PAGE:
10. Finally you must input the date you want the program recorded. The default is today. If you want to record something latter on the same day, you can push menu and the programing is finished.
  11. Finally the menu will prompt you to turn off the VCR. The VCR will turn itself on at the proper time and record the program.

Why so difficult?

One of the reasons people find programing a VCR difficult is that you have to give the VCR a fair amount of information. Of course the clock has to be properly set so the VCR knows what time it is and can turn the machine on at the proper time. But even after that is done you need to give the VCR quite a bit of information every time you record a program.

You will need to tell the machine

  1. The channel
  2. The day of the program
  3. The time to start and end, including hour and minute
  4. AM or PM
  5. Which of the three speeds to record at.

So there is a lot of things you have to tell your VCR. As you are dealing with a machine you will need to tell it 05 rather than 5 for five o'clock.

In the future I will be searching the net for good links. I did find one, but can not find it again. Finding these links will be worth while because I am having trouble doing it. What I get are jokes and other stuff that does not answer the question. Of course I have not answered the question either but I am just getting started.

I would like to say a bit to encourage you to learn how to program a VCR. The majority of households get basic cable, and a large minority get at least one pay channel. Basic Cable tends to cost about 30 dollars a month, close to 400 dollars a year, 4 thousand dollars a decade, it adds up. Learning to program you VCR takes a few minutes, one time cost, yet it opens up vast vistas of programing. The 24 hours of the TV schedule open up to you. By using your VCR you can gain greater control over what you watch and when. You, not the programmer, are in charge.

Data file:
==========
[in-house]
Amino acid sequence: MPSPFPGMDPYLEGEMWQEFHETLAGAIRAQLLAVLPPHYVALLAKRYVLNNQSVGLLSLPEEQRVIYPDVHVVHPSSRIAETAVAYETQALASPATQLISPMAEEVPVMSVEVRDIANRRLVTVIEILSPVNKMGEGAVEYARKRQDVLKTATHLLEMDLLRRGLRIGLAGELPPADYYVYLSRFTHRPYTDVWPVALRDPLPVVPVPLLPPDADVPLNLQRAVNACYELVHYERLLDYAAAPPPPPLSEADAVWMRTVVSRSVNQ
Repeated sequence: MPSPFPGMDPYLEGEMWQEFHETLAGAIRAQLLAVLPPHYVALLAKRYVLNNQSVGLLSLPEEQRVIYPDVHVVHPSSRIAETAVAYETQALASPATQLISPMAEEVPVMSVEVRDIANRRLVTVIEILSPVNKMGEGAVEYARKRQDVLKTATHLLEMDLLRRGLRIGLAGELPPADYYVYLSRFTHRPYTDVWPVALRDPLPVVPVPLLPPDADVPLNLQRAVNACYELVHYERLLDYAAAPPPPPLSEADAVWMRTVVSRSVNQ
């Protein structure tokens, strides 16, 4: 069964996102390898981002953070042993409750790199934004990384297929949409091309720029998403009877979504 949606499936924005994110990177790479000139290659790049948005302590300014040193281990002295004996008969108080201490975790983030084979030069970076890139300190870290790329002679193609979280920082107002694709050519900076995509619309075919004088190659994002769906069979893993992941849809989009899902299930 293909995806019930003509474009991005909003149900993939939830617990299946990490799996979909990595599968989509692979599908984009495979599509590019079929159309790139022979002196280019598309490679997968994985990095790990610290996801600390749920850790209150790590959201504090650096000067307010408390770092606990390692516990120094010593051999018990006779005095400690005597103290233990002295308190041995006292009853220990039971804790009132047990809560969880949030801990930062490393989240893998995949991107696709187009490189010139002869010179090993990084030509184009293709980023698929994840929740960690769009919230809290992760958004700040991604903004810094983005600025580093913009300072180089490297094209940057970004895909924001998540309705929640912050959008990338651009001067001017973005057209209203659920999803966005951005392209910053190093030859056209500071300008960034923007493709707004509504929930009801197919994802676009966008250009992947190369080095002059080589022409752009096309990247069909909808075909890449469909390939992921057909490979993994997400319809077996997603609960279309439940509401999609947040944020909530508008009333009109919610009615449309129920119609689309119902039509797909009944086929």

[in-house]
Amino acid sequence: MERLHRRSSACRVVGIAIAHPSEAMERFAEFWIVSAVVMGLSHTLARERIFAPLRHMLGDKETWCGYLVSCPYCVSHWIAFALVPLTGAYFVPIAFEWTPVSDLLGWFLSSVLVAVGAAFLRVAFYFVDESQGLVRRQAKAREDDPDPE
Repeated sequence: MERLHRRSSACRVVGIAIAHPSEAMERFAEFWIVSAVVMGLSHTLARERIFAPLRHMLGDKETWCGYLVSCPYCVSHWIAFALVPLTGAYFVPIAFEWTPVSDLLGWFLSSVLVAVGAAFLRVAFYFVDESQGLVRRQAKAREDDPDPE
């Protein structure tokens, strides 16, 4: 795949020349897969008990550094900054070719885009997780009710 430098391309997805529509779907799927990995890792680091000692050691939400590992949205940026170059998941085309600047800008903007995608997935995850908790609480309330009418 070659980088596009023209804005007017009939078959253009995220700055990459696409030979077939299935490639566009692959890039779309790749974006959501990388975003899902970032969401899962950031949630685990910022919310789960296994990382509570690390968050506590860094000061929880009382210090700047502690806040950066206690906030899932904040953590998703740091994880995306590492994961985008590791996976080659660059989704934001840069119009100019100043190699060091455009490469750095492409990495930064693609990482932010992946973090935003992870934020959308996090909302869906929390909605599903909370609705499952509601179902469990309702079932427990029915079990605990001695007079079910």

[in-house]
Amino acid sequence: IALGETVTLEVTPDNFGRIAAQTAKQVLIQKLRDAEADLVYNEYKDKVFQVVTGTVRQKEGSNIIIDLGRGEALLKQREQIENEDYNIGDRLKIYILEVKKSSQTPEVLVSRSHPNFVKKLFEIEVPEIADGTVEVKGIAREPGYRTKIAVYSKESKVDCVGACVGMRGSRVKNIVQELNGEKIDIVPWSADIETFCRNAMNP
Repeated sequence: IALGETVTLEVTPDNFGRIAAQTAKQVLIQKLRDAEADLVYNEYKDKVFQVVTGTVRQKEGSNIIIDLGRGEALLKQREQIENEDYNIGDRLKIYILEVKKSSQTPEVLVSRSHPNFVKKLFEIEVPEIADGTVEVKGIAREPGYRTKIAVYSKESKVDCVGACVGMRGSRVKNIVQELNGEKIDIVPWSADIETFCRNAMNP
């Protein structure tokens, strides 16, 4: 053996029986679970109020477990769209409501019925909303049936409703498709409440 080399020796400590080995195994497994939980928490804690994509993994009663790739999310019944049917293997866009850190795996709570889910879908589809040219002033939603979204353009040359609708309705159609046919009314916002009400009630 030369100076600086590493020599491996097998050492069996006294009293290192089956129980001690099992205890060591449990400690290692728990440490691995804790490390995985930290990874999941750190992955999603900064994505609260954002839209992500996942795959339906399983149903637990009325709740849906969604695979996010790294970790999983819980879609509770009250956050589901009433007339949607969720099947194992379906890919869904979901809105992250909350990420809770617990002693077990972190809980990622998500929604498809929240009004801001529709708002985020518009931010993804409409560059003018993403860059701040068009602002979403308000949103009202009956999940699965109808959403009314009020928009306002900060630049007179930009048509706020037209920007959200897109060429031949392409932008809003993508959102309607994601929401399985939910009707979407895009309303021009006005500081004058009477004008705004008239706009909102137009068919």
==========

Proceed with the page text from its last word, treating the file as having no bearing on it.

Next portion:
One difficulty with programing your VCR is that all those new opportunities may tempt you to view more, and TV can be a waste of time. Programing your VCR only gives you more control, if you control yourself. But programing your VCR can even help here. For example, you might decide to avoid watching programs live unless they are sporting events or news. If we only watched what we decided to watch 24 hours before hand, we might better manage our TV viewing.

There is a big movement to give up TV. Some people give TV up for a week. Catholics are supposed to give up something or choose some penance on Friday's outside of lent. Giving up TV might be a good choice, you could even record any program that you thought important for later viewing.

Tips and Links On Electonics

  • UHF reception
  • Timed Radio Recording
  • Original tips on AM radio reception, plus links
  • Collected tips from many sites on AM radio reception
  • FM radio reception
  • Shortwave reception

    Last Updated November 8, 2004

    Here is my contact information.

    Home Page